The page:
The Main examination is of subjective-type, and thus requires a different preparation strategy. Regular practice of writing answers is needed, with focus on speed of writing as well as quality of answers.
The ‘General English’ paper is of special importance as its score is included in the final marks, unlike the Civil Services (Main) Examination, in which English paper is only of qualifying nature. The various components in the ‘General English’ paper are essay, letter, report, précis, comprehension, vocabulary and grammatical problems. A good essay should provide a powerful context and analyze all aspects of the given topic, while offering both short-term and long-term perspective. Writing letters and reports requires awareness of the rules of structure and format. Précis-writing is an art of brief and comprehensive expression, and can be mastered only through regular practice. One can build strong comprehension skills and a rich vocabulary through extensive reading coupled with curiosity of learning new words. Last but not the least, knowledge of basic grammar rules would be useful in not only tackling grammatical problems but also improve overall correctness of expression.
The ‘General Knowledge’ paper seeks to test the general awareness and understanding of issues of current importance. The recent trend shows a shift towards shorter questions, but a greater number of them covering a broad range of topics. Besides the standard topics such as Indian history (ancient to modern), geography, economy, polity, etc., one must be aware of the various aspects of recent issues in India such as Government policies, programmes and laws, Supreme Court judgments. Familiarity with recent international events and their implications is also essential. There is a special focus on environmental issues – both domestic and international, and application of science and technology in everyday life.
The choice of optional subjects is crucial, and the candidate must opt for a subject based on one’s interest and aptitude. The format of papers is similar to Civil Services Examination with a mix of compulsory and optional questions. The syllabus of each optional subject can be completed within 3-4 months of dedicated study, and this should be followed with regular revision. Emphasis must also lie on ability to write brief and comprehensive answers as the space available is now limited after introduction of Question-cum-Answer booklets.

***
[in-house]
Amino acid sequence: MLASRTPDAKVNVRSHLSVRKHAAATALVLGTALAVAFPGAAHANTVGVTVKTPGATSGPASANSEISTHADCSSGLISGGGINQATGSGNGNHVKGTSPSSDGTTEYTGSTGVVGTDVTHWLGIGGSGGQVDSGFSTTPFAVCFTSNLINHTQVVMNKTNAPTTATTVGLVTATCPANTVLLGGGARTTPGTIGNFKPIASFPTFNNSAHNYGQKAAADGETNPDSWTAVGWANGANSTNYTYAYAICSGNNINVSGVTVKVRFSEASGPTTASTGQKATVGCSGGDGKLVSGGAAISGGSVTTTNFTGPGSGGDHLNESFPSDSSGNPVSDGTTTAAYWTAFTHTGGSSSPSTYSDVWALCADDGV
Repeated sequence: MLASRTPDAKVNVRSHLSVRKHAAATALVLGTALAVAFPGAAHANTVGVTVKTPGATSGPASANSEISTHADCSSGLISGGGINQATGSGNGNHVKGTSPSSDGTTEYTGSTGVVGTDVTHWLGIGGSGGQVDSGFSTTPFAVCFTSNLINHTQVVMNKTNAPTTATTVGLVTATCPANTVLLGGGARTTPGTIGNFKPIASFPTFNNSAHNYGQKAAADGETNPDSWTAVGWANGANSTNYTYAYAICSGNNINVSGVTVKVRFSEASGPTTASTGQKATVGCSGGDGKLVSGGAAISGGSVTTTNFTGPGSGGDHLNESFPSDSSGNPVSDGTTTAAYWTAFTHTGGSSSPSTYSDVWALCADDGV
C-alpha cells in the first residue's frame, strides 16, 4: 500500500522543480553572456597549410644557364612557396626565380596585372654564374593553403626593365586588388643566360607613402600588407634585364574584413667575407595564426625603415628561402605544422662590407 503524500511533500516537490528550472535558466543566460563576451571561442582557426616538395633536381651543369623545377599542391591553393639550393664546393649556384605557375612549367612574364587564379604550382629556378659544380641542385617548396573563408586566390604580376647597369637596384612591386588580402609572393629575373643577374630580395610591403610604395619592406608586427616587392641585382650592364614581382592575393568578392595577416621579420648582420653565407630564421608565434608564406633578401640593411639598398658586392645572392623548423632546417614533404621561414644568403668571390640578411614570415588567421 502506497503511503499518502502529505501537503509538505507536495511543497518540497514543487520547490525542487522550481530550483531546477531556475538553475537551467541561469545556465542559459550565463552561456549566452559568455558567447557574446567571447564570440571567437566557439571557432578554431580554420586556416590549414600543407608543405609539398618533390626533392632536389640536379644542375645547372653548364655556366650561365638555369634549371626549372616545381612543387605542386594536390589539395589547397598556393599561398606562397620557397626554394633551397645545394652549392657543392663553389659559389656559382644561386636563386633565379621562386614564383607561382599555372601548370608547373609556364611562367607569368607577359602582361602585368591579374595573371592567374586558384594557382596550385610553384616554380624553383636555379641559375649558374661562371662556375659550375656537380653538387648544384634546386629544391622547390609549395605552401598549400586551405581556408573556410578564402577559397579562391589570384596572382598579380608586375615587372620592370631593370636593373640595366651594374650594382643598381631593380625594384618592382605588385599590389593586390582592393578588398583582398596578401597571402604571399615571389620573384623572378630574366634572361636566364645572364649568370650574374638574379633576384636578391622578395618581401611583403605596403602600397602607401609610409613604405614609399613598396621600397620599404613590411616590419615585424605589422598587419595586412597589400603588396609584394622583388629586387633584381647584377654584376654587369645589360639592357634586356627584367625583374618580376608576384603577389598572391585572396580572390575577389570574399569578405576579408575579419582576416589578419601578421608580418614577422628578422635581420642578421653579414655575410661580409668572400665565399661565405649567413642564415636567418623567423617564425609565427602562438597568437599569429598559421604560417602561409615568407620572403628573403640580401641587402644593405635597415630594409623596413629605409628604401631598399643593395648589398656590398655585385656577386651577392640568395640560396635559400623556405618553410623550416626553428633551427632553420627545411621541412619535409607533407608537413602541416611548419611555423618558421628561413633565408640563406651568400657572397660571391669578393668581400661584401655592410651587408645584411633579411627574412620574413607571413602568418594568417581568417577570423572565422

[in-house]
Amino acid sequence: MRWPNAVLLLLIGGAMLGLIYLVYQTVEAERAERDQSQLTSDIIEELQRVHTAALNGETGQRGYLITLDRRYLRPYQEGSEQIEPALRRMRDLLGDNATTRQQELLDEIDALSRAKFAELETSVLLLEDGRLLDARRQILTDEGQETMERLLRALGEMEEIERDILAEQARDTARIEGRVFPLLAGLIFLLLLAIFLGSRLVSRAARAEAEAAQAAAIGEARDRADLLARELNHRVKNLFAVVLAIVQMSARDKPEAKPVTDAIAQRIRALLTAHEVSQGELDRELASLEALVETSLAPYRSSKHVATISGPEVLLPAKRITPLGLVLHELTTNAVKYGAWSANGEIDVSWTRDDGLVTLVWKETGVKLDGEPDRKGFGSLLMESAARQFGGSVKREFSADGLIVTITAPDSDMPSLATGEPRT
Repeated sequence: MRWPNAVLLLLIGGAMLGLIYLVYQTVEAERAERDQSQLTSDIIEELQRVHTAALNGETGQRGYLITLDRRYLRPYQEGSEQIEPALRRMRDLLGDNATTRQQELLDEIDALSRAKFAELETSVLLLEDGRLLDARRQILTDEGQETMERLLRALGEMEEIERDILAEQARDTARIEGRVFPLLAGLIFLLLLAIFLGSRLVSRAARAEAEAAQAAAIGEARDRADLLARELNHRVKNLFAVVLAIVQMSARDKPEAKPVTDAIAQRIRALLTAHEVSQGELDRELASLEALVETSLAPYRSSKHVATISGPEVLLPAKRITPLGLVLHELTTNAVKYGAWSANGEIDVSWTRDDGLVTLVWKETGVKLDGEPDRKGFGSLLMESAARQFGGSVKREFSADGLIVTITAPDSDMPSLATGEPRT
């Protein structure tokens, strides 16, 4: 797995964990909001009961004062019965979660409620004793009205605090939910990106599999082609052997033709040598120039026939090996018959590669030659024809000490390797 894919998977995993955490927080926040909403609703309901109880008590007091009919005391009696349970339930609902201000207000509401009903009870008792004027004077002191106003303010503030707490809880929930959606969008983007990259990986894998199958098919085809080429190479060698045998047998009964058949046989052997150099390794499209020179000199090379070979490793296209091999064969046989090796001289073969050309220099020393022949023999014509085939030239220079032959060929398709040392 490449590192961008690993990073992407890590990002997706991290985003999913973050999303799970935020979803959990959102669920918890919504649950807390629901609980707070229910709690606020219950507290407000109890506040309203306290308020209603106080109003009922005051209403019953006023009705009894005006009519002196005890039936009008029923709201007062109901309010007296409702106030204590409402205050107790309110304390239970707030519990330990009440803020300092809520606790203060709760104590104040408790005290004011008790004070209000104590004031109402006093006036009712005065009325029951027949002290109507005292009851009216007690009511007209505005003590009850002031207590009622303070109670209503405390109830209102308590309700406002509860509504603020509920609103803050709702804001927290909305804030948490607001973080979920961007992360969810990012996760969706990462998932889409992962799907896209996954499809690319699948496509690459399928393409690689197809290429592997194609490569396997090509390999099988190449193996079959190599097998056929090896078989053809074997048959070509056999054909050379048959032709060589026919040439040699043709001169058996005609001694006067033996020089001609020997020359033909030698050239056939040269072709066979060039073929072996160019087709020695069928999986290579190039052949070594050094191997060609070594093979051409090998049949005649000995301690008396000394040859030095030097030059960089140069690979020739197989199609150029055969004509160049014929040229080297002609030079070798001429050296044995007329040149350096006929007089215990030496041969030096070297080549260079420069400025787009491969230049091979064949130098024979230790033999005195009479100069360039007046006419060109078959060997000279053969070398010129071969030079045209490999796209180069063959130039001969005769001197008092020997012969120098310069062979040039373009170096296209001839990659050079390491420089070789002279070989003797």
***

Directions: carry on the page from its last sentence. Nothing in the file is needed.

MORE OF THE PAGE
The Personality Test is the final stage of IFS Examination and is held at UPSC, New Delhi. Select candidates are invited for interviews based on their performance in the written examination. The interview board consists of one of the UPSC members as chairman and 3-4 other members. The average duration of an interview is about 25 minutes. Board is very cordial and seeks to establish a conversation with the candidate on topics of general interest and from one’s background. Interest in environmental and forests issues is an added benefit.
Personality Test is followed by a medical checkup and a walking test of 25 km for male candidates and 14 km for female candidates, to be completed in less than 4 hours.
I am a Computer Science & Engineering graduate from IIT Delhi. I began the preparation for General Studies / General Knowledge by reading relevant NCERT books. For instance, Geography textbooks for Class XI and XII are a comprehensive resource. Free availability of NCERT books on NCERT’s website has solved the issue of their availability and accessibility to aspirants. For deeper study, I studied ‘India’s Struggle for Independence’ by Bipan Chandra, ‘Indian Polity’ by Lakshmikanth, ‘Indian Economy’ by Ramesh Singh, etc.
My optional subjects for IFS Examination were Chemistry and Forestry. My preparation for Chemistry was based on books such as Atkins’ Physical Chemistry, Morrison & Boyd’s Organic Chemistry, Huheey’s Inorganic Chemistry, etc. For the Forestry optional, I relied on ‘Indian Forestry’ by K. Manikandan & S. Prabhu. Besides the books, Internet proved to be a helpful resource for recent developments and miscellaneous information.
Indian Forest Service promises to offer a fulfilling public service career, with the added satisfaction of working in close association with Mother Nature. Eligible candidates should give this career option a serious consideration and begin dedicated preparation for the recruitment examination at the earliest.
About the Author,
Vikas Prajapati, IFS